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“Have you considered my servant Job?” —Job 1:3

Camps and Conference Centers
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Pastor and youth leader testimonials

Annely Noble

Highlands means so much to me because when I am at camp I can feel the love. In my estimation, there is no other place that embodies the Christian spirit as much and as well as Highlands Camp ... camp was instrumental in our children’s “spiritual awakening.” If I were not still working, I might be a full-time camp volunteer!

John Buchanan,

Pastor, Fourth Church, Chicago, Illinois

It was at Camp Shekinah in Pennsylvania that I, in my childhood and adolescence, first encountered clergypersons outside their traditional roles and attire. Camp directors, counselors, were Presbyterian ministers. They were lively, bright and great fun. They were models and mentors, in them I saw a whole new picture of ministry and experienced a life-long tug at my heart that is very much still there.

It also was at Camp Shekinah that I first wore a Celtic cross. One of the counselors, a Princeton Seminary student, wore a Celtic cross around his neck. He told me people who wanted to be Presbyterian ministers wear them. I purchased one at the camp store and put it on. I cannot imagine how my life would have turned out without Camp Shekinah.

First published in The Outlook, January 2007, used with permission.

Laura Mendenhall

President, Columbia Theological Seminary

I began attending church camp during elementary school, continued as a youth, and worked at Mo Ranch as a college student. Through the encouragement of lifetime friendships made at camp and through the mentoring of adult leaders in those camps, I began to believe that God might use the offering of my life in Christ’s ministry. As a seminary president, I hear story after story of God’s first whispers that result in a call to ministry being heard at a church camp or conference. Where did my daughter, the child of a pastor with several church homes, who is now serving in Southern Sudan as a Child Protection Officer, select for the site of her wedding? The church camp where she attended as a child and worked as a young adult — John Knox Ranch in Fisher, Texas. I give thanks to God for the ministry of Presbyterian camp and conference centers.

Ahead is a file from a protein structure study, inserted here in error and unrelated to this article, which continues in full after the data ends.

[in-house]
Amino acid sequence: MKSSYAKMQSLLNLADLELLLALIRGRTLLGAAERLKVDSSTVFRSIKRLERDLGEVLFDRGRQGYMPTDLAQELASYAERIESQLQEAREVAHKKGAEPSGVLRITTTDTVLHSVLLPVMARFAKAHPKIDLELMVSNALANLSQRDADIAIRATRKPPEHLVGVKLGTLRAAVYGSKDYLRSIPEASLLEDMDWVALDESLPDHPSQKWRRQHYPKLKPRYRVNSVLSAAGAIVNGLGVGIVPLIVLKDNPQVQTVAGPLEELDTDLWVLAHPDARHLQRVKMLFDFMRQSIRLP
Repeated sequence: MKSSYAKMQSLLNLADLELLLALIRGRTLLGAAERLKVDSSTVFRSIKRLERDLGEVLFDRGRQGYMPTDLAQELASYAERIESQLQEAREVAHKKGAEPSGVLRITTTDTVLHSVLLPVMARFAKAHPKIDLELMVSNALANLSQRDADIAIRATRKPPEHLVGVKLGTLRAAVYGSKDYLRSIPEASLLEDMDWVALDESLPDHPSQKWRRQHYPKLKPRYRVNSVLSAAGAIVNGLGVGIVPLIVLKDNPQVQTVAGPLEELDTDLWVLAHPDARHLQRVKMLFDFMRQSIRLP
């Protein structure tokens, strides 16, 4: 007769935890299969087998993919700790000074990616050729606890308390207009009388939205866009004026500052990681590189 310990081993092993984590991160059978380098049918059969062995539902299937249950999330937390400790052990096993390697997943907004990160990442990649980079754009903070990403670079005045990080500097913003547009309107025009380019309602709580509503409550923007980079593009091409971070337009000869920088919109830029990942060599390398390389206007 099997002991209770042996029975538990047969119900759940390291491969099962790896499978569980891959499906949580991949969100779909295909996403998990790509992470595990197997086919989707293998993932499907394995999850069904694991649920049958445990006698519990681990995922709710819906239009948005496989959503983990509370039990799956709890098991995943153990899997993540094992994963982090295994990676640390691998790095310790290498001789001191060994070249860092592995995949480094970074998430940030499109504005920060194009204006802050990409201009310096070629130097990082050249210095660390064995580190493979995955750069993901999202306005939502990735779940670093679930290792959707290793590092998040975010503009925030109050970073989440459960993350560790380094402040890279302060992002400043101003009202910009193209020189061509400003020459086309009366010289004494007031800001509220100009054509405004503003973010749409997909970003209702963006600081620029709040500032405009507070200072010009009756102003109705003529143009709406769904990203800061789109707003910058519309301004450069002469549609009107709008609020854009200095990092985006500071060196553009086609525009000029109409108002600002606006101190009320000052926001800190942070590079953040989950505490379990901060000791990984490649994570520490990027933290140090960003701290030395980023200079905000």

First published in The Outlook, January 2007, used with permission.

Susan R. Andrews

Executive presbyter, Presbytery of the Hudson River

My spiritual high at church camp came in my late twenties when, as a young pastor, I designed and led a week for junior highs at Camp Brainerd in Lehigh Presbytery. Weaving woods, scripture, campfires, and s’mores into the mystery of creation was transforming for me — and for my young charges. And I watched awkward adolescents melt into the mystery of spiritual community. In a high tech, competitive world, the simple gift of church camp is not only counter-cultural. It is an invitation to encounter the Living God who never lets us go.

First published in The Outlook, January 2007, used with permission.

Bryan McClain

I was a counselor from 1984 to 1987. Camp Hopewell was and remains a very special place for me. Following a very serious car wreck in 1983, I became a camp counselor at Hopewell at the suggestion of my friend Melinida Skelton (Meme). I did this because the injury I sustained to my back in the wreck hampered my ability to lift heavy objects which is what I would have been doing in construction.

What started out as a job until I could get stronger became the first firm step in my calling to the ministry. My love for kids and the outdoors and the opportunity to grow in my Christian faith came together in this incredible experience known as Camp Hopewell. It was so impressive that as I returned to Virginia from active duty service as an Air Force chaplain, I took my two oldest children for their first Camp Hopewell experience. They loved it. Hopwell is very much the springboard of my ministry.


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